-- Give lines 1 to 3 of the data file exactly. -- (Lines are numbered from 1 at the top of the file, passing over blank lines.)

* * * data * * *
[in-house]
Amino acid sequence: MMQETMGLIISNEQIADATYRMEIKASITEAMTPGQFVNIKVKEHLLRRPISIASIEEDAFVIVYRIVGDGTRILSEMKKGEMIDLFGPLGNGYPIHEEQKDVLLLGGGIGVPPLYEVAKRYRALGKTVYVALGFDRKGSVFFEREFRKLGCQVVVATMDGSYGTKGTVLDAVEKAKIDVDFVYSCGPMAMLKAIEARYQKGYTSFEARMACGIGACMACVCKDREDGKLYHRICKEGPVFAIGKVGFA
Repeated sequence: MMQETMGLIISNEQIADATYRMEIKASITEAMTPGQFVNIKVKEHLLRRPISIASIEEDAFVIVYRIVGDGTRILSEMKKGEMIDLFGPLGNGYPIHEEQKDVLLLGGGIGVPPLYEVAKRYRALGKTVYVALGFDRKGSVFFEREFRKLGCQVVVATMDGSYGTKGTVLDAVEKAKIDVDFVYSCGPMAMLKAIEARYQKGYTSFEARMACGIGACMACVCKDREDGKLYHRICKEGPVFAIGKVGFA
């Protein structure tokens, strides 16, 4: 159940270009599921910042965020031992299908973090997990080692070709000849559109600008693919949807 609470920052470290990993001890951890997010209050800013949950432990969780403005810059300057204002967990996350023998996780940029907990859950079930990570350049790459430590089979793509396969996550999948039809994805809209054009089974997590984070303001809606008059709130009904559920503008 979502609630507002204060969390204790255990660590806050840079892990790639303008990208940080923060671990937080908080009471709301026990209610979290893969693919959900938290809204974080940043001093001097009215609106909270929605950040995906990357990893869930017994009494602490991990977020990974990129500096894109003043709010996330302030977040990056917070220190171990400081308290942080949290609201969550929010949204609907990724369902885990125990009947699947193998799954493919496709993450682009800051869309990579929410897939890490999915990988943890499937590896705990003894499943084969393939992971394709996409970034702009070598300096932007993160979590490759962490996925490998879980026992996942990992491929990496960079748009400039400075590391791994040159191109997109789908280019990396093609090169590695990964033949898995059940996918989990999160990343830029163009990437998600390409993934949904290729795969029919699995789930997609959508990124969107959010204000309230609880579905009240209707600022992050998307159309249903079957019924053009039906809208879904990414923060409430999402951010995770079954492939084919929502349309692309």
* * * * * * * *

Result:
[in-house]
Amino acid sequence: MMQETMGLIISNEQIADATYRMEIKASITEAMTPGQFVNIKVKEHLLRRPISIASIEEDAFVIVYRIVGDGTRILSEMKKGEMIDLFGPLGNGYPIHEEQKDVLLLGGGIGVPPLYEVAKRYRALGKTVYVALGFDRKGSVFFEREFRKLGCQVVVATMDGSYGTKGTVLDAVEKAKIDVDFVYSCGPMAMLKAIEARYQKGYTSFEARMACGIGACMACVCKDREDGKLYHRICKEGPVFAIGKVGFA
Repeated sequence: MMQETMGLIISNEQIADATYRMEIKASITEAMTPGQFVNIKVKEHLLRRPISIASIEEDAFVIVYRIVGDGTRILSEMKKGEMIDLFGPLGNGYPIHEEQKDVLLLGGGIGVPPLYEVAKRYRALGKTVYVALGFDRKGSVFFEREFRKLGCQVVVATMDGSYGTKGTVLDAVEKAKIDVDFVYSCGPMAMLKAIEARYQKGYTSFEARMACGIGACMACVCKDREDGKLYHRICKEGPVFAIGKVGFA